Controlling panicky thoughts, handling emotional upsets and fighting off feelings of desperation seems harder at this time than we can ever remember. We tune in to inspirational messages and are uplifted – for the moment. What is needed is a paradigm shift – a way to look at the current situation with an entirely new perspective.
What is needed is a paradigm shift – a way to look at the current situation with an entirely new perspective.I received a short clip this week of Rabbi Elimelech Biderman, Shlit’a of Eretz Yisroel, telling over a story which captures how one’s view of his situation can be upended in a very unexpected way. The story involves the great Rebbes, brothers R’ Elimelech and R’ Zusha. It happened once that the two were arrested and placed in jail. In their cell, there was a foul-smelling bucket that served as the bathroom facility. The Rebbe R’ Elimelech started to cry. R’ Zusha asked him why he was crying. R’ Elimelech was incredulous. We can’t daven, can’t learn, we can’t even think thoughts of Kedusha (holiness). Of course I’m crying!
R’ Zusha asked him. Who put us in this situation? Our Father in Heaven! If so, it is His will that we don’t learn and we don’t daven. He’s commanding us to not daven and to not learn. That means we have been given the opportunity to perform a rare Mitzvah – the Mitzvah of not learning and not davening! Furthermore, whenever one does a rare Mitzvah, for example, Pidyon Petter Chamor, (redeeming a first-born donkey) it’s accompanied with music and dancing. Let us be B’Simcha over this rare Mitzvah opportunity!
R’ Zusha asked him. Who put us in this situation? Our Father in Heaven!They began to dance, right there in the jail cell, around the pail, with great joy over their performance of the rare Mitzvah. Hearing a commotion, the warden came by and asked them what’s going on? They didn’t answer. He asked again and when he received no response, and observing that the bucket seemed to be the center of their focus and dancing, he grabbed the bucket and threw it away!
How helpful it would be to us, were we able to view our situation with the same set of glasses as R’ Zusha. We are curtailed from experiencing so many familiar facets of our life and cannot go out to daven, to learn, to visit friends, to be with our extended family, to be secure in our Parnassah. We’re stuck at home with the kids (and the kids are stuck at home with their parents!), Pesach plans eviscerated, scrambling to procure the basics necessary for normal life. Whose will is it that we are in this state of affairs? Hashem’s!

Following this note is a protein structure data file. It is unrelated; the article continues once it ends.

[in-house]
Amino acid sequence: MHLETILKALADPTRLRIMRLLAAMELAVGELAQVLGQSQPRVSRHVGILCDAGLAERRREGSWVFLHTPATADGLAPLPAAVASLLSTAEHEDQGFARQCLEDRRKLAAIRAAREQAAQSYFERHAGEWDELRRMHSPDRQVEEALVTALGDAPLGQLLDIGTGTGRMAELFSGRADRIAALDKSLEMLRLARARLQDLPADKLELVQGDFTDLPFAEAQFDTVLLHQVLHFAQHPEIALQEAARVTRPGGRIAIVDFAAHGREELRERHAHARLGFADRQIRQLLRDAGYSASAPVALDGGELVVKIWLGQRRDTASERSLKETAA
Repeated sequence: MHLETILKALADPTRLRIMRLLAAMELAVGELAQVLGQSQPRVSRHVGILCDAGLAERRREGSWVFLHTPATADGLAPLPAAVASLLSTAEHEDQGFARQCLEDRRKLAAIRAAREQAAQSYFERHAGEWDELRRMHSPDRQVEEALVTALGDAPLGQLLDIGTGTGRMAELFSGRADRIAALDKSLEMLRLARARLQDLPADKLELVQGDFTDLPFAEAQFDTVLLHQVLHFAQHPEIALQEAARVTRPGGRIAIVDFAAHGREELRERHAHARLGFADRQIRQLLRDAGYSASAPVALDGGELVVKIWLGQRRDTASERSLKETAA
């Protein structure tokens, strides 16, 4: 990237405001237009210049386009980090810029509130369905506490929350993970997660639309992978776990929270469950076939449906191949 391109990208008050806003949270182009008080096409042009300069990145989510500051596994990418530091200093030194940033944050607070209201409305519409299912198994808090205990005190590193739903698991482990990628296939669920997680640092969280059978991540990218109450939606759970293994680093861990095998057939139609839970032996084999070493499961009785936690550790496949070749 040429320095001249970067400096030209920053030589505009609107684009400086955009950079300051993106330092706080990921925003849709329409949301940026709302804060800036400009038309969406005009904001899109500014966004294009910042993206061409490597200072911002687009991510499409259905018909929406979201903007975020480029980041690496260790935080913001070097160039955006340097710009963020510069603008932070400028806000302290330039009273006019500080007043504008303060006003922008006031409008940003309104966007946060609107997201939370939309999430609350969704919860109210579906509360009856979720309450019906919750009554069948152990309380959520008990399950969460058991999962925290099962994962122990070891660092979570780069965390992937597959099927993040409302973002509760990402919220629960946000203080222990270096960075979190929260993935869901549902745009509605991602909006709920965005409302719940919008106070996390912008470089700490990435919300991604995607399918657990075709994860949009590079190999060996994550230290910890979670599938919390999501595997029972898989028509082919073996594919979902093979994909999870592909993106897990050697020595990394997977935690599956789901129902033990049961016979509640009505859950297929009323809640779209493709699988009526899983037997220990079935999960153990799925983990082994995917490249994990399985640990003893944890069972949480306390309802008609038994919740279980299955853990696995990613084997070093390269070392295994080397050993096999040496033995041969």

We have also been gifted with rare Mitzvah opportunities. All the seeming negatives we are experiencing are precisely what He wants us to be going through. We have opportunities to perform `rare’ Mitzvos; Ahavas Yisrael – through having (seemingly) infinite patience for children and spouse, Tefilla – davening on our own, slowly and carefully , Limud HaTorah -learning on our own amidst a chaotic or no schedule, Hachana L’Pesach – Yom Tov preparations, contending with seemingly insurmountable obstacles, and Bitachon – ongoing trust in Hashem for our continued physical and material health.
…let us focus on the One in Whose hands our future truly lies.Our children’s sense of well-being and security is greatly dependent upon their parents’ frame of mind. Rather than being merely swept along by the outside world’s sense of anxiety and dread for the future, let us focus on the One in Whose hands we are being held right now, in Whose hands our future truly lies. He has designed our current situation down to the minutest of details for a purpose. What better way can there be for us and our children to react, than to strengthen our ties to and trust in our Father in Heaven. The extent to which we strive for this goal, will determine the magnitude to which Simcha will permeate our lives.
Best wishes for a wonderful Shabbos and an uplifting, Simcha-filled Chag of Pesach,